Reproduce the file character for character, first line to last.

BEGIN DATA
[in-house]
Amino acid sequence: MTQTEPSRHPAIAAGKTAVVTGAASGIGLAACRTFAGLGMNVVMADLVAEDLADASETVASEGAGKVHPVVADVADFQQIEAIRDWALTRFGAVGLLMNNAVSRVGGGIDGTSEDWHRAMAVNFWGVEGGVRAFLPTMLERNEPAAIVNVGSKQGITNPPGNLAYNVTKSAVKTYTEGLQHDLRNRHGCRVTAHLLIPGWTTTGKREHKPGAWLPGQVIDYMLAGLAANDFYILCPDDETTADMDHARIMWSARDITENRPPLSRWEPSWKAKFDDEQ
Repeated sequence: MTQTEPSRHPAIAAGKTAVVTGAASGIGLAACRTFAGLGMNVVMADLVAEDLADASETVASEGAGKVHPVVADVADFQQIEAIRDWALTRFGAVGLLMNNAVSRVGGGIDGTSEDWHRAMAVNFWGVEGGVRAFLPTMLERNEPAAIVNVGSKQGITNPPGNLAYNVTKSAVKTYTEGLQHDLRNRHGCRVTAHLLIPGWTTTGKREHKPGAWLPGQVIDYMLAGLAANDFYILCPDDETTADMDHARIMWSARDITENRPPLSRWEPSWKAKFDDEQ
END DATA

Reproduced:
[in-house]
Amino acid sequence: MTQTEPSRHPAIAAGKTAVVTGAASGIGLAACRTFAGLGMNVVMADLVAEDLADASETVASEGAGKVHPVVADVADFQQIEAIRDWALTRFGAVGLLMNNAVSRVGGGIDGTSEDWHRAMAVNFWGVEGGVRAFLPTMLERNEPAAIVNVGSKQGITNPPGNLAYNVTKSAVKTYTEGLQHDLRNRHGCRVTAHLLIPGWTTTGKREHKPGAWLPGQVIDYMLAGLAANDFYILCPDDETTADMDHARIMWSARDITENRPPLSRWEPSWKAKFDDEQ
Repeated sequence: MTQTEPSRHPAIAAGKTAVVTGAASGIGLAACRTFAGLGMNVVMADLVAEDLADASETVASEGAGKVHPVVADVADFQQIEAIRDWALTRFGAVGLLMNNAVSRVGGGIDGTSEDWHRAMAVNFWGVEGGVRAFLPTMLERNEPAAIVNVGSKQGITNPPGNLAYNVTKSAVKTYTEGLQHDLRNRHGCRVTAHLLIPGWTTTGKREHKPGAWLPGQVIDYMLAGLAANDFYILCPDDETTADMDHARIMWSARDITENRPPLSRWEPSWKAKFDDEQ